Saturday, August 15, 2009

Turn and Learn Session

On Thursday I went around to Nelson's shop to use his "Mustard Monster" (Powermatic 20) lathe. The picture is of Nelson showing Robert how to do a honey dipper on a general lathe.
I used the big lathe to turn some elm that has been freshly felled (see previous post).
Here are some observations about turning on a Powermatic. Its nice to have the extra horsepower as my General lathe has 1 HP while the Powermatic has 3 HP. However I did not feel like I could really use the full potential of the lathe because I was unsure of the holding power of Nelson's Nova chuck with dovetail jaws. It seemed to work loose rather frequently whereas my Oneway Stronghold with large jaws has never let me down. Unfortunately the clamping mechanism on the Powermatic lathe also worked loose causing some very unsettling vibration. It took a while to figure out what was happening as I am not that familiar with the lathe of course.
However I did get two bowls turned and I think in the process convinced Nelson that he needs a way to contain the shavings as his shop was pretty well covered.
Some issues with Powermatic which I will raise here:
The design of the banjo is a cause for problems as the off center hole is off center the wrong way in my opinion. (Should be to the right not the left) Since the banjo is so wide it requires the tailstock spindle to be extended way out to allow room for the banjo when turning a bowl blank between centers. Also the banjo is very heavy which requires one to use two hands to move it. Heavy is good but clumsy is how I would best describe the set up.
The clamping mechanism for the headstock coming loose is a problem that I would want to address as soon as I had a lathe like that.
Nelson phoned me up after I turned on his lathe and complained that he could not get the live center out of the tailstock spindle. This I feel a bit guilty about as it is probably my large bowl turning that has jambed it in there.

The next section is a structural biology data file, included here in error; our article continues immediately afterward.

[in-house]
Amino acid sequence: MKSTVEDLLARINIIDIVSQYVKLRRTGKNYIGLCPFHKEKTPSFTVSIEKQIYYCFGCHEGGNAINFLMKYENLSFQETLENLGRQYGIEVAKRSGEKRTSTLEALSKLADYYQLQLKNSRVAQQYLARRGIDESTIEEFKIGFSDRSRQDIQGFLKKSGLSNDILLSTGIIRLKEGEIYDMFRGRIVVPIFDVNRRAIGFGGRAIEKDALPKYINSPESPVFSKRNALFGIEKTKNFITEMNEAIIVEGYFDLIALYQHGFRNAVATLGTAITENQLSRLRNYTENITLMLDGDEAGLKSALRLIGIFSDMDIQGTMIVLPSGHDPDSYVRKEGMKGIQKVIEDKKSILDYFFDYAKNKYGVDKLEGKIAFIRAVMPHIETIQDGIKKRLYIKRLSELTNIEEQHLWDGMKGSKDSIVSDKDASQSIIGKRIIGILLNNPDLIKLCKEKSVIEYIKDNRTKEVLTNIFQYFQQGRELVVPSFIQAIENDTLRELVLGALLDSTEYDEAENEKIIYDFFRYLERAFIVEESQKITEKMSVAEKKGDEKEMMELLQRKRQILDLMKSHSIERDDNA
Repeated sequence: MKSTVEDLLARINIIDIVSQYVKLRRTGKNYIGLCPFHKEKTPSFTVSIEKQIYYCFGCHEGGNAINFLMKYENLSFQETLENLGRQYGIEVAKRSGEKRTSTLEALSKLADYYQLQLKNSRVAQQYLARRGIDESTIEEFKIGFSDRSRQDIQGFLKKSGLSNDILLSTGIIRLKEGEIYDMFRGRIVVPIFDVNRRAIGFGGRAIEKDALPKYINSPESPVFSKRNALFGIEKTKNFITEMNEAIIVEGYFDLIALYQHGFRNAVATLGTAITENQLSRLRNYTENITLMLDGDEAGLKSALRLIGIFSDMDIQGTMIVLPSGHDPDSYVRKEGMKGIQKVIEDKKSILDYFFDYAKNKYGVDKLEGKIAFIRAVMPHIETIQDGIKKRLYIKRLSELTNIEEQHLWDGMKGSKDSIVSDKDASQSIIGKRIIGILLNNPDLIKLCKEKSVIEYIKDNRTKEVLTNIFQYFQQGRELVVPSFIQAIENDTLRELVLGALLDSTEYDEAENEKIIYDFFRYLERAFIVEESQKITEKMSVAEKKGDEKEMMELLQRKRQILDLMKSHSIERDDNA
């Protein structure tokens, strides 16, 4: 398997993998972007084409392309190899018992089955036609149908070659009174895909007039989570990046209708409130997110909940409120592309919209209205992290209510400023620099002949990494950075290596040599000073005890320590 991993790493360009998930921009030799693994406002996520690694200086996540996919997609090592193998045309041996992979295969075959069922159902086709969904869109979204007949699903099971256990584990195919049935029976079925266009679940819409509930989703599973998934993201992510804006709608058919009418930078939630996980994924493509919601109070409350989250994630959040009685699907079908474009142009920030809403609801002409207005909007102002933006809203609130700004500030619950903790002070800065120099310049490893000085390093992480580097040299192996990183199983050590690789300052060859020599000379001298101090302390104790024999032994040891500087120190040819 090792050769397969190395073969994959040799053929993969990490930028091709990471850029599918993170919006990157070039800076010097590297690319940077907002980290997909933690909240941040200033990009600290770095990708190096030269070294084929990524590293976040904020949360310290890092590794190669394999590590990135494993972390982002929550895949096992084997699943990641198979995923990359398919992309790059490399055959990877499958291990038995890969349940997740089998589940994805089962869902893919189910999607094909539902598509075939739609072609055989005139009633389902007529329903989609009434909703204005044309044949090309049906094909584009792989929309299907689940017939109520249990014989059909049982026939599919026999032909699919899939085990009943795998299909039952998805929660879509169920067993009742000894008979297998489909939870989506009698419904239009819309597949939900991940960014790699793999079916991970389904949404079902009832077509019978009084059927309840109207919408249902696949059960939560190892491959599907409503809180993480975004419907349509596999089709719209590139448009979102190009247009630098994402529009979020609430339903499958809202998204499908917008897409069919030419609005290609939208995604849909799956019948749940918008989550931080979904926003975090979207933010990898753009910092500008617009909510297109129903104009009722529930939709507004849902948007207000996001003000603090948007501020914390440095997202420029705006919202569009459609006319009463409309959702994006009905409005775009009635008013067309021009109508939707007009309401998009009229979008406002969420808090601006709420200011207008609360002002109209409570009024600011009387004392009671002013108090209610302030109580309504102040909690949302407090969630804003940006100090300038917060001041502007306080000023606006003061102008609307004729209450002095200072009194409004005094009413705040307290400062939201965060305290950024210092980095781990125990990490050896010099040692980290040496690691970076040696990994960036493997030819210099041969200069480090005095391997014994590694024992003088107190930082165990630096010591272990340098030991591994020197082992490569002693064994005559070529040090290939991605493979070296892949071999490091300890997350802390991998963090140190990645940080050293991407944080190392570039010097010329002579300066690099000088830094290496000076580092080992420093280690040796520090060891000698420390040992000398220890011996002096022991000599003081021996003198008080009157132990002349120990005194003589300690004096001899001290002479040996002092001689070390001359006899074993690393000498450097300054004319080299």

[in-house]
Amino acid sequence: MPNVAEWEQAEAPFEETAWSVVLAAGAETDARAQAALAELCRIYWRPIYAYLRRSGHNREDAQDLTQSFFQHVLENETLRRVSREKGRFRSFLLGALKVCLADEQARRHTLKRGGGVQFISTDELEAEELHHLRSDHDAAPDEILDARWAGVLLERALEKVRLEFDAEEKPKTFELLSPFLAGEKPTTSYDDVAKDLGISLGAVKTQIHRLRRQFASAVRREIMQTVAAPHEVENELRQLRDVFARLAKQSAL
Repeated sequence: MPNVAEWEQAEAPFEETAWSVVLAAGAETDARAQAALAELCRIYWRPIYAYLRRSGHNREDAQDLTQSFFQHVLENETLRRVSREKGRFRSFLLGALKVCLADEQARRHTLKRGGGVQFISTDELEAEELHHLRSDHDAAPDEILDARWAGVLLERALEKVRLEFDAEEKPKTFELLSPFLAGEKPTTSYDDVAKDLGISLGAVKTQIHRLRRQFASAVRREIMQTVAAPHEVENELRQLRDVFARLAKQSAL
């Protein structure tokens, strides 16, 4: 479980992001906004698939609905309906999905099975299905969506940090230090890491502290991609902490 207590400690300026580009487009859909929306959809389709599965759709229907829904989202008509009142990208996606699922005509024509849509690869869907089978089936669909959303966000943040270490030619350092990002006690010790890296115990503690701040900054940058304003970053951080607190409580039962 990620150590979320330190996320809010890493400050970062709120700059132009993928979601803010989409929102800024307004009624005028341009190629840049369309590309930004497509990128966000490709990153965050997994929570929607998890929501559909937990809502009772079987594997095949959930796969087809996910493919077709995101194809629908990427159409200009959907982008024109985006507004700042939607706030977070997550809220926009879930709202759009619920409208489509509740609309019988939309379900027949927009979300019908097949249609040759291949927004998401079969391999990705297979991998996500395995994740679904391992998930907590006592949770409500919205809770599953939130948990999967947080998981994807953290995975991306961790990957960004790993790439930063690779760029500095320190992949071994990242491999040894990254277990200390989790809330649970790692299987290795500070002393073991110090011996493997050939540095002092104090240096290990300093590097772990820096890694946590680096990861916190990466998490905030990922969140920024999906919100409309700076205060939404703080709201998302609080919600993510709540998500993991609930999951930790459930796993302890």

1 comment:

  1. In defense of the Mustard Monster. The banjo problem is easily solved by steel wool on the ways, followed by WD40 and a coat of paste wax on the bottom of the banjo, tool rest, tailstock, and ways. The banjo weight is an excellent safety feature. The centering pin is fine where it is since clothes can not get caught on the protrusion and adjustment is not required very often. The Nova chuck works perfectly well with large pieces as long as one is careful to turn the tenon with a square shoulder and dovetail. As you saw, the second bowl was no problem with a "Nelson-made" tenon. Moreover, dovetail jaws work fine with cross grain turning as they hold not by crushing fibers but by friction agains the circular jaws and shoulder.
    The "clumsy" excessive vibration could have been avoided by balancing the blank first between centers and taking less agressive cuts consistent with the speed of the lathe and the size of the blank. There were lots of 3/8 in shavings which was unnecessary. Any other lathe would have bogged down. As to the live center problem, that would not have happened had the One-Way live center that comes with the lathe been used. Finally, in two years of using the lathe, the headstock has never come loose from excessive vibration because it has never been subjected to it. Now we know the headstock has to be held tighter in those instances.